by Alejandra "Alex" Ruani — Get free science updates here.
Welcome to our Thursday’s Science Catch-up: curated links by The Health Sciences Academy. Get our email updates every other Thursday here (it’s free).
Let’s catch you up with studies and news that recently made the headlines!
Click on your favourite topics to read our summary:
Keto for fat loss debunked?
Low-carb ketogenic dieting involves a high-fat consumption (80%), some protein (15%) and very little carbs (5%). Many have tried this approach to lose body fat. However, this study using metabolic chambers showed the opposite effect. That fat loss was slowed down during the low-carb ketogenic diet.
Because it was a small study and it didn’t involve a control group, it can’t be taken as the final word. But it certainly defies the low-carb model.
Note: The weight loss mechanisms of low-carb dieting could be in part due to reduced hunger. To understand these hunger-hormone mechanisms, see ‘Do Low-Carb Diets Suppress Appetite?’ here.
Sugar focus undermining the fat threat?
This study from the University of Glasgow looked at data from 132,479 subjects. The researchers suggested that concentrating health advice on sugar is likely to misinform consumers and downscale the urgent need to also reduce fat calories. Too much sugar is still bad.
Eating pasta makes you slimmer?
Not so fast! Only when eating it as part of a Mediterranean diet, full of vegetables and some olive oil, pasta has been linked to slimmer waistlines. These were the findings from an Italian study following 7,216 women and 7,186 men.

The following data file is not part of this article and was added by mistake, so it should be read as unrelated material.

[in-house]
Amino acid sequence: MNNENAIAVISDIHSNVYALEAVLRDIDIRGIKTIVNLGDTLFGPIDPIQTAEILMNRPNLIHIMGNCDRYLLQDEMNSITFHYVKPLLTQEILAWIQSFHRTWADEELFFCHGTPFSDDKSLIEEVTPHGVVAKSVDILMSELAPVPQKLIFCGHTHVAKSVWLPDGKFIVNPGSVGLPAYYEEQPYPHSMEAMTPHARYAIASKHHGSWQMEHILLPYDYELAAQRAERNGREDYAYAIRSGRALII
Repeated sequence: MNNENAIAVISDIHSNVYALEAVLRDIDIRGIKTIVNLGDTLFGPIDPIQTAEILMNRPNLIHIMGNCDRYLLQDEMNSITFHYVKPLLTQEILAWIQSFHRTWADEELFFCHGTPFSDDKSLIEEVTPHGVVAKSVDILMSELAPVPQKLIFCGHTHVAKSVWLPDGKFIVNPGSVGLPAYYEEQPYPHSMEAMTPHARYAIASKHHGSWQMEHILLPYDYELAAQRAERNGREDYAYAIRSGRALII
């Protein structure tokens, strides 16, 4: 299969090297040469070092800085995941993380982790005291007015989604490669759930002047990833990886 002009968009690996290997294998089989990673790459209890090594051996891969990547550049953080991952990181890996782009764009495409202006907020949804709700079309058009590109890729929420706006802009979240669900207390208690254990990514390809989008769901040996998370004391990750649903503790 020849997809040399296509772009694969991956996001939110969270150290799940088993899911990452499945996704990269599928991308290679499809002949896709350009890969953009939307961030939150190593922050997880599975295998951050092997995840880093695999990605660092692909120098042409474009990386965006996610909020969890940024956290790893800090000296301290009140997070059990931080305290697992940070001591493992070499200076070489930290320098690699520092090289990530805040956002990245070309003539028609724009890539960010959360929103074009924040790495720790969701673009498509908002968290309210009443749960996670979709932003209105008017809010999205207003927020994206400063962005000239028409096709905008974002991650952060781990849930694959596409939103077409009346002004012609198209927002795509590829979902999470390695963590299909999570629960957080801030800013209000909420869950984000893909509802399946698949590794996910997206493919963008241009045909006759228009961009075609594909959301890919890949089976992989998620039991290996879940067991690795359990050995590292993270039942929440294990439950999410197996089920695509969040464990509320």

Too much red meat harms your kidneys?
Researchers from Duke University and the National University of Singapore found that the risk of developing chronic kidney conditions (in those with healthy kidneys) is strongly associated with high red meat consumption.
Do food allergies run in the family?
This new study involving 1,834 children concluded that the chances of a food allergy in the brother or sister of an affected child are only marginally higher than in the general population.
Note: Learning about food allergies can help save lives. For more, see our course on Food Allergies and Intolerances.
8 portions of fruit and vegs to feel happier
Challenging current recommendations, increasing fruit and vegs intake to 8-a-day can make people feel happier. This is based on data from 12,385 adults. By the way, did you know that countries like France recommend 10 portions of fruit and vegs a day?
Meet me at Food Matters Live!
I’m chairing the Personalised Nutrition seminar at Food Matters Live in London, UK, one of the largest events for food science and nutrition professionals. Mark in your calendar Thursday 24th November, 10.30 am. If you can make it, I’d love to meet you. Register here for free entry.
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What has inspired you this week? What are your thoughts on some of these topics? Leave a comment and let us know!